We'd all like to swear off white flour, take up Bikram yoga, or otherwise overhaul our habits. But you don’t need a total revamp to get healthier. Watch what happens when you make these little switches to your everyday routines.
Instead of: Editing yourself Start: Letting it out When you feel mistreated at work or irritated by an in-law, speak your mind. Stifling your anger increases your risk of a heart attack, a Swedish study suggests. Notice we didn’t say blow up—say what you must, as diplomatically as possible. Too angry for that? Find a quiet place and drop a few f-bombs first (a recent study from the United Kingdom found that swearing brings relief), and then have the talk.
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Instead of: Staring at the computer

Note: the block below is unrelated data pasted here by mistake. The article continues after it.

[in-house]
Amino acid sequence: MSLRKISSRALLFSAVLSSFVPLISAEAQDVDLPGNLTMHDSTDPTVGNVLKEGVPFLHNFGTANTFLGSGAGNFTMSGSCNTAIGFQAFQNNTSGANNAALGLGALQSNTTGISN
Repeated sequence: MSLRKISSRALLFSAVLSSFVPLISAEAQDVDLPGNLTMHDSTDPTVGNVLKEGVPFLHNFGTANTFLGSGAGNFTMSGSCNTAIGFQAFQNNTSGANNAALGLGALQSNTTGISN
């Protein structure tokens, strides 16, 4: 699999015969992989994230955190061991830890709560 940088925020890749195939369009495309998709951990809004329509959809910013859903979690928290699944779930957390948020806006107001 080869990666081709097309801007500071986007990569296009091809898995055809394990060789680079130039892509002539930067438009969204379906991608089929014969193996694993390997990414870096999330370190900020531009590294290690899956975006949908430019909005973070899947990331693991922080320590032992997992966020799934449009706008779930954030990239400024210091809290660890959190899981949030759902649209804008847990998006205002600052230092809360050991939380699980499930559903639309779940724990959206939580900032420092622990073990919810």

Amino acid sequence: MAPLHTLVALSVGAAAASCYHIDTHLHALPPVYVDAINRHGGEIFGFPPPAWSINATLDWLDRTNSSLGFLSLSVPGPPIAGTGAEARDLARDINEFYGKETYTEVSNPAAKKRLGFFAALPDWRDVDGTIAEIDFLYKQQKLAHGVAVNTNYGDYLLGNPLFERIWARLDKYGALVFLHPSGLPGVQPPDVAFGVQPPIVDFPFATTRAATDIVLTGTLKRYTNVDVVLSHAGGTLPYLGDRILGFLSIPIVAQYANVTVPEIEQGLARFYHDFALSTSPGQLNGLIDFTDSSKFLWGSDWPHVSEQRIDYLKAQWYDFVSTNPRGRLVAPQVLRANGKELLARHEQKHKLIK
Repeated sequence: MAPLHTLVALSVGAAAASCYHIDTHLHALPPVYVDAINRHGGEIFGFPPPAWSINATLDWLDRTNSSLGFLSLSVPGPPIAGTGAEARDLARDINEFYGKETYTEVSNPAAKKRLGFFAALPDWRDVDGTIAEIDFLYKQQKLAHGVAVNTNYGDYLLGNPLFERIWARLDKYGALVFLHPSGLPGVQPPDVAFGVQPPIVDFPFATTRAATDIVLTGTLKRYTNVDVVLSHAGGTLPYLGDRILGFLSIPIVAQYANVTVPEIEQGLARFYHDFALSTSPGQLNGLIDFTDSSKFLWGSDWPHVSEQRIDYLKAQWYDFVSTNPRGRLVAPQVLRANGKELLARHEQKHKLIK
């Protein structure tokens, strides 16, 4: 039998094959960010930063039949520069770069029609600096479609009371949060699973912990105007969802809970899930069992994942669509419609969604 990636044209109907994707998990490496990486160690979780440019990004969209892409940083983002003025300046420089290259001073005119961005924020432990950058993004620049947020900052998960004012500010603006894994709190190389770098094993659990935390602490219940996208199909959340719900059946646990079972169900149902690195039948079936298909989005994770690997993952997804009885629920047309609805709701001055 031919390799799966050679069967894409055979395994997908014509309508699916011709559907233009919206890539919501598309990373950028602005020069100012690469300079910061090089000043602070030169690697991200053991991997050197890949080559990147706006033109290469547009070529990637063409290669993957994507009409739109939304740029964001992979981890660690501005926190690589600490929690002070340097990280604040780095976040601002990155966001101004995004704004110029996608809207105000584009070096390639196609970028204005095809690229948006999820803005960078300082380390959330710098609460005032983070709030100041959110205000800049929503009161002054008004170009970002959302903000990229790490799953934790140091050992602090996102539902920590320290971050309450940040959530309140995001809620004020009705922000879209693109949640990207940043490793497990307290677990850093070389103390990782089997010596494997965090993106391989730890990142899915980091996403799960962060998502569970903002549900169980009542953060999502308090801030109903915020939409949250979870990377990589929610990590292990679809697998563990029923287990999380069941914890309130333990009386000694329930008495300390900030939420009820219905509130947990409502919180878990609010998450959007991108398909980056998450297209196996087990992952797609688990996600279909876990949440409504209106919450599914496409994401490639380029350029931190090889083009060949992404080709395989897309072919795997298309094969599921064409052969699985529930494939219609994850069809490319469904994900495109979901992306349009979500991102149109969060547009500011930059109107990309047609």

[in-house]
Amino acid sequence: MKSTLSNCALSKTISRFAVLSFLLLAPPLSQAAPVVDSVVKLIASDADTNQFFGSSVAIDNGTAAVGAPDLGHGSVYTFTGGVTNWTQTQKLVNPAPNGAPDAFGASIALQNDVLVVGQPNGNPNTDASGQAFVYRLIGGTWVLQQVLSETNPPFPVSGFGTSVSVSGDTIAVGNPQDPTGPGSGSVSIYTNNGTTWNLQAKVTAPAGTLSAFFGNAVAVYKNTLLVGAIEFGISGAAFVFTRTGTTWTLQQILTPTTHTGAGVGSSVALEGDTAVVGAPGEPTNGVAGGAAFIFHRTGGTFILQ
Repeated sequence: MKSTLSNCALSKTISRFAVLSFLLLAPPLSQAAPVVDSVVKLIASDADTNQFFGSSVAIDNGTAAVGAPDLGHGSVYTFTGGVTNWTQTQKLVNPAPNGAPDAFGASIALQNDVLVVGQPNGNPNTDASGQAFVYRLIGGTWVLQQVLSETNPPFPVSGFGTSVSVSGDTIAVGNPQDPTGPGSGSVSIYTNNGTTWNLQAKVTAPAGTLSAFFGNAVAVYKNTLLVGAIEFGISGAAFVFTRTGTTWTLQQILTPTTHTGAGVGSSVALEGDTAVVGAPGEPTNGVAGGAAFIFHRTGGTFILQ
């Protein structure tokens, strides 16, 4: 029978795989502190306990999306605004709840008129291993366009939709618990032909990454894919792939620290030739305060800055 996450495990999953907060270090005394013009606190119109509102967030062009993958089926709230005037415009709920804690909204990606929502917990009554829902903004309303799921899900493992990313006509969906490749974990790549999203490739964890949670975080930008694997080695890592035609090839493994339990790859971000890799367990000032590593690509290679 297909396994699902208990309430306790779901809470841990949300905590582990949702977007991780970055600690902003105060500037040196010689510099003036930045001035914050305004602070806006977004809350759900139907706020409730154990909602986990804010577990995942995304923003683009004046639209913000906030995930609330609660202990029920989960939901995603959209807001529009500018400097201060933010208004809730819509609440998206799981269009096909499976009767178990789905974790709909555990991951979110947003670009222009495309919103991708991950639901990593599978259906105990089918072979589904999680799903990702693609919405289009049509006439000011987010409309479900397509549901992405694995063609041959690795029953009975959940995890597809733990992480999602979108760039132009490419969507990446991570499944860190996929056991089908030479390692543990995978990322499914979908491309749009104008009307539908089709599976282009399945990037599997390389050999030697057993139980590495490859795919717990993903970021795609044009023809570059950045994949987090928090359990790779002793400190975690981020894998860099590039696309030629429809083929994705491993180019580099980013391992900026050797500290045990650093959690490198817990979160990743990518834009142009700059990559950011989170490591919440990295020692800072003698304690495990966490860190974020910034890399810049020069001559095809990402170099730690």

Start: Enjoying the view Need an energy boost? Basking in natural light can lift your spirits and overall sense of well-being, a University of Washington study reports. Another perk: the rays will help your body make vitamin D, which may help prevent cancer, heart disease, diabetes, and osteoporosis.
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Instead of: Leaning on your dominant hand
Start: Switching it up Clicking the mouse or remote with your weaker hand strengthens your brain by forcing you to think about what you’re doing, explains Richard B. Lipton, MD, professor of neurology at the Albert Einstein College of Medicine in New York City.
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Instead of: E-mailing late at night
Start: Going to bed earlier “You’re fooling yourself if you think that extra hour of work is better than sleep,” says Carl Bazil, MD, PhD, director of the Division of Sleep and Epilepsy at Columbia University. Just a smidge more shut-eye can boost your memory and your innovation skills at work, studies show.
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